It is well known that severe deficiencies of B vitamins can result in dementia - including, most notably, thiamin, niacin and vitamin B12. However, it is only recently that there has been a focus on the possible effects of even milder deficiencies of these and other nutrients - with some evidence of association with impaired cognitive function even at the "low normal" blood concentrations and dietary intakes. Although associations between homocysteine and cognitive impairment have theoretical support, most available data are cross-sectional and cannot, therefore, prove a causal relationship between nutritional status and cognitive function. In addition to evidence for a link with vascular dementia, elevated homocysteine concentrations and lower levels of folate and vitamin B12 have also been reported in Alzheimer's patients when compared with controls8. This, however, does not answer the question of whether the elevation in homocysteine is responsible for some of the cognitive impairments or whether it is a result of the impairment - through poorer diets or other mechanisms. More evidence of a causal direction is offered by the observation that in genetic disorders of methionine metabolism leading to high homocysteine, young individuals develop cerebrovascular disease and cognitive impairment. This suggests that the impairment is likely to be caused by elevated homocysteine or other closely associated factor. Still, the mechanisms of action for the effect of homocysteine on vascular disease remain unproven and it may be that the inadequacy of one or more of the vitamins, or even some other highly correlated factor, is primarily responsible for the vascular disease association.

There are a number of mechanisms by which elevated levels of homocysteine may cause cognitive impairment. Homocysteine is thought to cause abnormal adhesion of platelets to the endothelial wall (clotting) through a direct effect on the vessel wall. It may also have neurotoxic effects, leading to cell death. In one longitudinal study, higher homocysteine concentrations in Alzheimer's patients were associated with greater progression of brain atrophy as measured by medial temporal lobe thickness, as well as a similar (although non-significant) declines in cognitive test scores8.

Homocysteine has also been proposed to affect vascular systems through the promotion of oxidative damage and the enhancement of chronic inflammation. In addition to the effects of homocysteine, low concentrations of these B vitamins may also inhibit methylation reactions which may affect nerve myelin, neurotransmitters and membrane structures, which in turn, may lead to neuropathology and cognitive effects9. While these hypothesized mechanisms are plausible, research in this area remains limited, but is rapidly gaining attention.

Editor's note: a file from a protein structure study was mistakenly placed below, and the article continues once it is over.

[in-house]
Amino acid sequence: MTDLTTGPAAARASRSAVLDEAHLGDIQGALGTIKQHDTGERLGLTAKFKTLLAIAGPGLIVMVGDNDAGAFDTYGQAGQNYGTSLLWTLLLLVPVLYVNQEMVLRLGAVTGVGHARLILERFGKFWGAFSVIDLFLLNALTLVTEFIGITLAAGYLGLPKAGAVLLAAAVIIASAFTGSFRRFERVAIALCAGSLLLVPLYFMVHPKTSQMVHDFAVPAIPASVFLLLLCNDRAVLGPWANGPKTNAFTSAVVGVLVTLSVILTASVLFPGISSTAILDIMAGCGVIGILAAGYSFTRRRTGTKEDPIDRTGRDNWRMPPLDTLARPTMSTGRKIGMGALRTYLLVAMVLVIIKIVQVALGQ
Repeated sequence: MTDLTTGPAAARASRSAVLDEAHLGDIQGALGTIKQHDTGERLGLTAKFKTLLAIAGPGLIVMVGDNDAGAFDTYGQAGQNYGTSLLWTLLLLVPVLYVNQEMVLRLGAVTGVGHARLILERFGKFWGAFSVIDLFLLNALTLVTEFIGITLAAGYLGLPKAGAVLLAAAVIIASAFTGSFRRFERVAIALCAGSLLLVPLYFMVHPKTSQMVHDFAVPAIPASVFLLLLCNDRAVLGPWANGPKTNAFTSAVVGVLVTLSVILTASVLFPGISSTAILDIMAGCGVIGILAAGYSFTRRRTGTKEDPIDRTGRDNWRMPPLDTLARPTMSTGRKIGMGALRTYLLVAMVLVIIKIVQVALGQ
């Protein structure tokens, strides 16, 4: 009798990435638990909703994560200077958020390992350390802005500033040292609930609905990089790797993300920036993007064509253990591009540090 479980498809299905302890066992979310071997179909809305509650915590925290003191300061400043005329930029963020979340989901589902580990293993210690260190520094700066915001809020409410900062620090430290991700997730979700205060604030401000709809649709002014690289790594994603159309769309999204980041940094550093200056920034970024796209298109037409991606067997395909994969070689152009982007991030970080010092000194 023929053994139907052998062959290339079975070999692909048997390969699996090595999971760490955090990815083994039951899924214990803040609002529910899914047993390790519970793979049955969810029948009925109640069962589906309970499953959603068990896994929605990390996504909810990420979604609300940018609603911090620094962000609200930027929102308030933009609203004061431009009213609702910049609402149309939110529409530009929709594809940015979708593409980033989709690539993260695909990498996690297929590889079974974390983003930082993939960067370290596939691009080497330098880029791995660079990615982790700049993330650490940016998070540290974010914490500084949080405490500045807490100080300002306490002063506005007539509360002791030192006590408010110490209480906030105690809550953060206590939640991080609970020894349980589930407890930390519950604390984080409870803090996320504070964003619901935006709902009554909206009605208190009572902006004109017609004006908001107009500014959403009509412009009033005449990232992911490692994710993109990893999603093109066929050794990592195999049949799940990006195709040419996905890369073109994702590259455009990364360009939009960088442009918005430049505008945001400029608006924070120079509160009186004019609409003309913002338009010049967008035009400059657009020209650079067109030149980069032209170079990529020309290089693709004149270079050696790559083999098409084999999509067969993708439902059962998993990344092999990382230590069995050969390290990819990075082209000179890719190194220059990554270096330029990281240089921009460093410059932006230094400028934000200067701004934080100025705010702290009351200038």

The past decade has seen a new appreciation of the importance of folate, vitamin B12 and vitamin B6 to human health. Their association with homocysteine is clear. The evidence for an important role in the prevention of heart disease is becoming clearer, Ongoing clinical trials should provide further evidence of the causal nature of these relationships. A variety of mechanisms have been proposed to explain these associations and the next few years should offer more answers to these questions as well. An important result of this work is the realization that "low normal" intakes and blood concentrations may result in health impairments, suggesting that dietary intakes and clinical cutoff points should be higher than those used in the past. To date, much less work has been done to understand the possible roles of these vitamins in the prevention of cognitive decline. Initial associations look promising and hypothesized vascular and neurologic mechanisms associated with homocysteine and/or individual B vitamins are plausible. This is an exciting area of research that offers hope for future intervention to improve the quality of life of the ageing population.



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Jacques PJ, Selhub J, Bostom AG, Wilson PWF, Rosenberg IH (1999) The effect of folic acid fortification on plasma folate and total homocysteine concentrations. N Engl J Med. 340:1449-1454.


Tucker KL, Selhub J, Wilson PWD, Rosenberg IH (1996) Dietary intake pattern relates to plasma folate and homocysteine concentrations in the Framingham Heart Study. J Nutr. 125:3025-3031.


Lindenbaum J, Healton EG, Savage DG, Brust JCM, Garrett TJ, Podell ER, et al. (1988) Neuropsychiatric disorders caused by cobalamin deficiency in the absence of anemia or macrocytosis. N Engl J Med. 318:1720-1728.


Tucker KL, Rich S, Rosenberg IH, Jacques P, Wilson PWF, Dallal G, et al. (in press) Prevalent low vitamin B12 concentrations are associated with intake sources: the Framingham offspring study.


Riggs KM, Spiro Al, Tucker K, Rush D (1996) Relations of vitamin B12, vitamin B6, folate and homocysteine to cognitive performance in the Normative Aging Study. Am J Clin Nutr. 63:306-314.


Clarke R, Smith AD, Jobst KA, Refsum H, Sutton L, Ueland PM (1998) Folate, vitamin B12 and serum total homocysteine levels in confirmed Alzheimer's disease. Arch Neurol. 55:1449-1455.


Rosenberg IH. Miller JW (1992) Nutritional factors in physical and cognitive functions of elderly people. Am J Clin Nutr. 55:1237S-1243S.

Dr Katherine Tucker, Epidemiology program, Jean Mayer USDA Human Nutrition Research Center on Aging, Tufts University, 711 Washington St, Boston MA 02111 USA; tel 617 556 3351; fax 617 556 3344; email